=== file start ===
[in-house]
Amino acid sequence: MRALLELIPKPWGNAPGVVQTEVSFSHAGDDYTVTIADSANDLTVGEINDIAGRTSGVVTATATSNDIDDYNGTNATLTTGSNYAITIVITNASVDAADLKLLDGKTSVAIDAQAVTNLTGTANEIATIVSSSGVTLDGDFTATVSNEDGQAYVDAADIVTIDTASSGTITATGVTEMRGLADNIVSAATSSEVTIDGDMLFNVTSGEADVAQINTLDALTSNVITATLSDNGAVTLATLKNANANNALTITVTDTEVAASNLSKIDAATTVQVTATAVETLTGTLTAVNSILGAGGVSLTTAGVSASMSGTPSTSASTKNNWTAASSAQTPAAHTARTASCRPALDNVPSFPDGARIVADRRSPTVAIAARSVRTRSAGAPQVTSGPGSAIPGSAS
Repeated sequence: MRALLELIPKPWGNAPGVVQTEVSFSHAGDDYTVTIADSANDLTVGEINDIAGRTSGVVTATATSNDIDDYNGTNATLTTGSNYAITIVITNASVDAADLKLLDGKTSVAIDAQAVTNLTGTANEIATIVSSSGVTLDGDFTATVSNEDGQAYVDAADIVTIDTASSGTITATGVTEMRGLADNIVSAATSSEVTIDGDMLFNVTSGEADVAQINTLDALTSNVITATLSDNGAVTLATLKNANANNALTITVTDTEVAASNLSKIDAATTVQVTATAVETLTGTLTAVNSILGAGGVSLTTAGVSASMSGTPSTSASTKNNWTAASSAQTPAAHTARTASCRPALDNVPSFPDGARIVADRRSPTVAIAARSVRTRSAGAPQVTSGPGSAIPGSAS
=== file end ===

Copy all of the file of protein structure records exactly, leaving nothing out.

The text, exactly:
[in-house]
Amino acid sequence: MRALLELIPKPWGNAPGVVQTEVSFSHAGDDYTVTIADSANDLTVGEINDIAGRTSGVVTATATSNDIDDYNGTNATLTTGSNYAITIVITNASVDAADLKLLDGKTSVAIDAQAVTNLTGTANEIATIVSSSGVTLDGDFTATVSNEDGQAYVDAADIVTIDTASSGTITATGVTEMRGLADNIVSAATSSEVTIDGDMLFNVTSGEADVAQINTLDALTSNVITATLSDNGAVTLATLKNANANNALTITVTDTEVAASNLSKIDAATTVQVTATAVETLTGTLTAVNSILGAGGVSLTTAGVSASMSGTPSTSASTKNNWTAASSAQTPAAHTARTASCRPALDNVPSFPDGARIVADRRSPTVAIAARSVRTRSAGAPQVTSGPGSAIPGSAS
Repeated sequence: MRALLELIPKPWGNAPGVVQTEVSFSHAGDDYTVTIADSANDLTVGEINDIAGRTSGVVTATATSNDIDDYNGTNATLTTGSNYAITIVITNASVDAADLKLLDGKTSVAIDAQAVTNLTGTANEIATIVSSSGVTLDGDFTATVSNEDGQAYVDAADIVTIDTASSGTITATGVTEMRGLADNIVSAATSSEVTIDGDMLFNVTSGEADVAQINTLDALTSNVITATLSDNGAVTLATLKNANANNALTITVTDTEVAASNLSKIDAATTVQVTATAVETLTGTLTAVNSILGAGGVSLTTAGVSASMSGTPSTSASTKNNWTAASSAQTPAAHTARTASCRPALDNVPSFPDGARIVADRRSPTVAIAARSVRTRSAGAPQVTSGPGSAIPGSAS